What Is It With These Customs Holds And Exams?


There are strict deadlines with the customer. You have been pushing your factory for weeks to complete the production on time so you can ship out the goods from the origin country which will barely make the deadline with your customer. Factory ships the goods finally after tons of emails, telephone conversations and correspondences. Everything is finally on track and your container arrived at the port.
US Customs Exam
All of a sudden you get a notice from your service provider advising that there is a customs exam hold on your container. No way… How are you going to meet the deadline now? You get another notice from your service provider two days later advising your container is held up for further examination. Why is this happening to me? What can I do to get my container immediately so I can deliver it to my customer that is about the cancel the order?

Above scenarios are very common amongst the importers. Customs exam holds are unavoidable and they are crucial to protect our homeland from contraband. Each year alone thousands of containers are held up. Some of these are even re-exported to the origin country before even leaving the terminals. Exam and related charges are costing the importers hundreds of thousands of dollars every year.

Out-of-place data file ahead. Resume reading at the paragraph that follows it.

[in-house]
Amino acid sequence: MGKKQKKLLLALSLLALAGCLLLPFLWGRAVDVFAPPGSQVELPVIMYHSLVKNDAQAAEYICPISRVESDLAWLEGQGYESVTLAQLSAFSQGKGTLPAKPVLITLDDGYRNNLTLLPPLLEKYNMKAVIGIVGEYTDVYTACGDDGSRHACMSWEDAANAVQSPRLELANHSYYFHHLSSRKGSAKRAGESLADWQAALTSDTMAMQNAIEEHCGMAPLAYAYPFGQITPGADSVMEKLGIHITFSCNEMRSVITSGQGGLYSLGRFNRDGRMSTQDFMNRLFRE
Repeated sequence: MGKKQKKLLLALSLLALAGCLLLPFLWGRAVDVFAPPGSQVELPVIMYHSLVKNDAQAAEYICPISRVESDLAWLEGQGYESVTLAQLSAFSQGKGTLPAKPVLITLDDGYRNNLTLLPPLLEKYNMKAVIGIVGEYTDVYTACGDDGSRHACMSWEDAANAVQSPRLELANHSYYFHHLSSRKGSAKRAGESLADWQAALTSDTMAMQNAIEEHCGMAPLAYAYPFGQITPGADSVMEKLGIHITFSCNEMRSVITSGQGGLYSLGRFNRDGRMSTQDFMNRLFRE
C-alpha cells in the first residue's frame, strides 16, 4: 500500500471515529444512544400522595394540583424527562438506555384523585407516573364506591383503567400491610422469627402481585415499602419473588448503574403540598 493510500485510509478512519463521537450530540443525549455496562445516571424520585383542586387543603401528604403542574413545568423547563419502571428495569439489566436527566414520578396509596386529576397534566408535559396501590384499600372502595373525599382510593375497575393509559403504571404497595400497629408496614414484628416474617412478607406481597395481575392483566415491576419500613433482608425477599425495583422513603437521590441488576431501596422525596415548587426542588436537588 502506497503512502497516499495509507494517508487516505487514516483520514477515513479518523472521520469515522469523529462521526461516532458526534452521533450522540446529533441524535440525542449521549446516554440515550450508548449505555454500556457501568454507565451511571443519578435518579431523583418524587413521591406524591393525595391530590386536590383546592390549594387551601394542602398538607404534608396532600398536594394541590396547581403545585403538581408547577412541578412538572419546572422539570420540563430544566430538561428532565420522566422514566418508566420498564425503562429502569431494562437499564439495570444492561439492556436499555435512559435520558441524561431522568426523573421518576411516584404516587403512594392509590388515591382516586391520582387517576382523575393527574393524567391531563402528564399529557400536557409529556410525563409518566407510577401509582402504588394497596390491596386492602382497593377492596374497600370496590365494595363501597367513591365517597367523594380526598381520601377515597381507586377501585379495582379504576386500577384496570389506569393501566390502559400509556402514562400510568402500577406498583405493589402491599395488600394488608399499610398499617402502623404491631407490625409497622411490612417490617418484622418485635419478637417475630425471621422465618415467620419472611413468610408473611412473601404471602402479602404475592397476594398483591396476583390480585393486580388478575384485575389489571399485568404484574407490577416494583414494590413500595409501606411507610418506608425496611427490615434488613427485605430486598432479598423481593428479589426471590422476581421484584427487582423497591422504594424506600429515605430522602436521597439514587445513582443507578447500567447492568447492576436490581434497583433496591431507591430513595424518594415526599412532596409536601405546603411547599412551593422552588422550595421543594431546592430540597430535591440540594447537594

As per Customs Border Protection (CBP) the importer shall bear any expense involved in preparing the merchandise for CBP examination and in the closing of packages” (19 CFR 151.6). Household effects are not exempt. No distinction is made between commercial and personal shipments. In the course of normal operations, CBP does not charge for cargo examinations. However, there may still be costs involved for the importer. For example, if your shipment is selected for examination, it will generally be moved to a Centralized Examination Station (CES) for the CBP exam to take place. A CES is a privately operated facility, not in the charge of a CBP Officer, at which merchandise is made available to CBP officers for physical examination. The CES facility will unload (devan) your shipment from its shipping container and will reload it after the exam. The CES will bill you for their services. There are also costs associated with moving the cargo to and from the exam site and with storage. Rates will vary across the country and a complete devanning may cost several hundred dollars. The CES concept fulfills the needs of both CBP and the importer by providing an efficient means to conduct exams in a timely manner. ( www.cbp.gov)